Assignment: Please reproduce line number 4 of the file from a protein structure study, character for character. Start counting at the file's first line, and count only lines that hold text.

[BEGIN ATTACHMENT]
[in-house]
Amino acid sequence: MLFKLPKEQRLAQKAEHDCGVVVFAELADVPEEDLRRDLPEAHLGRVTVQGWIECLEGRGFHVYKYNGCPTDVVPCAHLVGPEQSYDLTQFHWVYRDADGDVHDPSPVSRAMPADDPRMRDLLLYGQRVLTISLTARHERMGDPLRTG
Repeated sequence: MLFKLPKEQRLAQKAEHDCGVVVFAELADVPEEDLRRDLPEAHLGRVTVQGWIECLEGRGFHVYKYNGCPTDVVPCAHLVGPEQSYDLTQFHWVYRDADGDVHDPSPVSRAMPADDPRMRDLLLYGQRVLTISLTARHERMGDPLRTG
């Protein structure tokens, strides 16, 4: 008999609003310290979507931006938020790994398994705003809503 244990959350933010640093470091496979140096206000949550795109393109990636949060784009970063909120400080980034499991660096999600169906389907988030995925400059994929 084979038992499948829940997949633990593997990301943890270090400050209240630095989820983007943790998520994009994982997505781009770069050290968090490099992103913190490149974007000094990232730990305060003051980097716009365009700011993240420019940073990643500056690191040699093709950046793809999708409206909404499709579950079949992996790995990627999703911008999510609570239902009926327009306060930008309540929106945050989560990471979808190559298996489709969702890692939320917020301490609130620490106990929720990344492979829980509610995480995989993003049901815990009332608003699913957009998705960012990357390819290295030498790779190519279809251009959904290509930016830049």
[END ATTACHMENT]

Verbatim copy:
């Protein structure tokens, strides 16, 4: 008999609003310290979507931006938020790994398994705003809503 244990959350933010640093470091496979140096206000949550795109393109990636949060784009970063909120400080980034499991660096999600169906389907988030995925400059994929 084979038992499948829940997949633990593997990301943890270090400050209240630095989820983007943790998520994009994982997505781009770069050290968090490099992103913190490149974007000094990232730990305060003051980097716009365009700011993240420019940073990643500056690191040699093709950046793809999708409206909404499709579950079949992996790995990627999703911008999510609570239902009926327009306060930008309540929106945050989560990471979808190559298996489709969702890692939320917020301490609130620490106990929720990344492979829980509610995480995989993003049901815990009332608003699913957009998705960012990357390819290295030498790779190519279809251009959904290509930016830049």